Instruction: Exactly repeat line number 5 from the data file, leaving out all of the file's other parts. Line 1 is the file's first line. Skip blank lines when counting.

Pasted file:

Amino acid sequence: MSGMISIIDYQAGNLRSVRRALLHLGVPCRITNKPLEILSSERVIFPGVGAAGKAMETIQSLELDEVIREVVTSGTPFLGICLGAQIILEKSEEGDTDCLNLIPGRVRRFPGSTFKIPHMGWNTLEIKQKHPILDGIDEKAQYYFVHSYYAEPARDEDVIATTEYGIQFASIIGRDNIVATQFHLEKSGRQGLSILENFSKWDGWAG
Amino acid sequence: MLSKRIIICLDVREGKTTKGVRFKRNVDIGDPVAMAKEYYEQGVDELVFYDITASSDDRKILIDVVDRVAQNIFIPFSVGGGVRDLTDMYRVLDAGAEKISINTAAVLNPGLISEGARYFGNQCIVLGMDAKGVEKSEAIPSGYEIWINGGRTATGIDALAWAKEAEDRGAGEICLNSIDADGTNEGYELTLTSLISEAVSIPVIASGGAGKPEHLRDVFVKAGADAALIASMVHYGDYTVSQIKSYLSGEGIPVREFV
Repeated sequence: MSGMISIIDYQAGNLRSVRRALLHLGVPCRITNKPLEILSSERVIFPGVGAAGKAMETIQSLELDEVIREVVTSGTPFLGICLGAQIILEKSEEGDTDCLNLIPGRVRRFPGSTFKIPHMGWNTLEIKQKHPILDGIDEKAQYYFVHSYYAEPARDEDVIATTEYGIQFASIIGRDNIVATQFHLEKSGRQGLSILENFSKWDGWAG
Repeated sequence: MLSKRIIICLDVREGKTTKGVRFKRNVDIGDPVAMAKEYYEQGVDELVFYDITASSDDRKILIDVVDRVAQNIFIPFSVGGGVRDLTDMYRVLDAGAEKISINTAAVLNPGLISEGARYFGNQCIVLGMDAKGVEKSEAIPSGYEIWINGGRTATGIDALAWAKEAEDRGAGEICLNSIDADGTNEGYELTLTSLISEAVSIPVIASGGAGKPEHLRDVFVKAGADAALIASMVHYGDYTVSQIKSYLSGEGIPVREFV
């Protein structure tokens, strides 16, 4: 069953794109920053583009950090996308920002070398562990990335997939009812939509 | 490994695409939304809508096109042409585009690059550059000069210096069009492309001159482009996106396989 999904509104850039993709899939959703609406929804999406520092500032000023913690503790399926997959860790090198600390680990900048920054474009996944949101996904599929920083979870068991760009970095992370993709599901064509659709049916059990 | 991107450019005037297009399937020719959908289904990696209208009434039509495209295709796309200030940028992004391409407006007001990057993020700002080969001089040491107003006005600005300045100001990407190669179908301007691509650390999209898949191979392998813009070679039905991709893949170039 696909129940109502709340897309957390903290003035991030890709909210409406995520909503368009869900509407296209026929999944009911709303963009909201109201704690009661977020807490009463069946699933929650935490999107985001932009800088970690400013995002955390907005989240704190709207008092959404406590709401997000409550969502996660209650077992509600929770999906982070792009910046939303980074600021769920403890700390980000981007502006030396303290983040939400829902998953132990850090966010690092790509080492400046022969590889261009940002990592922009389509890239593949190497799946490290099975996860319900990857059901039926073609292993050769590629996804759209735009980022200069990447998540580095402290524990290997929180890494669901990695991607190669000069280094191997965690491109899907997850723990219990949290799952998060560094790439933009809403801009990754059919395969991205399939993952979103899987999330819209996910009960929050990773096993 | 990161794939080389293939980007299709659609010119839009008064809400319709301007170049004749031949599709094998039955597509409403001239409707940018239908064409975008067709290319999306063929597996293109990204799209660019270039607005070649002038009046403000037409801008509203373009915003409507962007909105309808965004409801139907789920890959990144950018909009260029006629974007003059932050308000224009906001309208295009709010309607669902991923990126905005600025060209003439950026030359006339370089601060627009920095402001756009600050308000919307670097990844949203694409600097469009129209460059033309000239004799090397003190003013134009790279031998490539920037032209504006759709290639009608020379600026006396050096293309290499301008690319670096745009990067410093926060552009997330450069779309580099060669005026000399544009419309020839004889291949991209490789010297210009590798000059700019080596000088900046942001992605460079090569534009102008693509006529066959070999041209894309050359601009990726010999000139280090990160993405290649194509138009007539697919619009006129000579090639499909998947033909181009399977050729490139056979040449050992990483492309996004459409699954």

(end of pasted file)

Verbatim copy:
């Protein structure tokens, strides 16, 4: 069953794109920053583009950090996308920002070398562990990335997939009812939509 | 490994695409939304809508096109042409585009690059550059000069210096069009492309001159482009996106396989 999904509104850039993709899939959703609406929804999406520092500032000023913690503790399926997959860790090198600390680990900048920054474009996944949101996904599929920083979870068991760009970095992370993709599901064509659709049916059990 | 991107450019005037297009399937020719959908289904990696209208009434039509495209295709796309200030940028992004391409407006007001990057993020700002080969001089040491107003006005600005300045100001990407190669179908301007691509650390999209898949191979392998813009070679039905991709893949170039 696909129940109502709340897309957390903290003035991030890709909210409406995520909503368009869900509407296209026929999944009911709303963009909201109201704690009661977020807490009463069946699933929650935490999107985001932009800088970690400013995002955390907005989240704190709207008092959404406590709401997000409550969502996660209650077992509600929770999906982070792009910046939303980074600021769920403890700390980000981007502006030396303290983040939400829902998953132990850090966010690092790509080492400046022969590889261009940002990592922009389509890239593949190497799946490290099975996860319900990857059901039926073609292993050769590629996804759209735009980022200069990447998540580095402290524990290997929180890494669901990695991607190669000069280094191997965690491109899907997850723990219990949290799952998060560094790439933009809403801009990754059919395969991205399939993952979103899987999330819209996910009960929050990773096993 | 990161794939080389293939980007299709659609010119839009008064809400319709301007170049004749031949599709094998039955597509409403001239409707940018239908064409975008067709290319999306063929597996293109990204799209660019270039607005070649002038009046403000037409801008509203373009915003409507962007909105309808965004409801139907789920890959990144950018909009260029006629974007003059932050308000224009906001309208295009709010309607669902991923990126905005600025060209003439950026030359006339370089601060627009920095402001756009600050308000919307670097990844949203694409600097469009129209460059033309000239004799090397003190003013134009790279031998490539920037032209504006759709290639009608020379600026006396050096293309290499301008690319670096745009990067410093926060552009997330450069779309580099060669005026000399544009419309020839004889291949991209490789010297210009590798000059700019080596000088900046942001992605460079090569534009102008693509006529066959070999041209894309050359601009990726010999000139280090990160993405290649194509138009007539697919619009006129000579090639499909998947033909181009399977050729490139056979040449050992990483492309996004459409699954």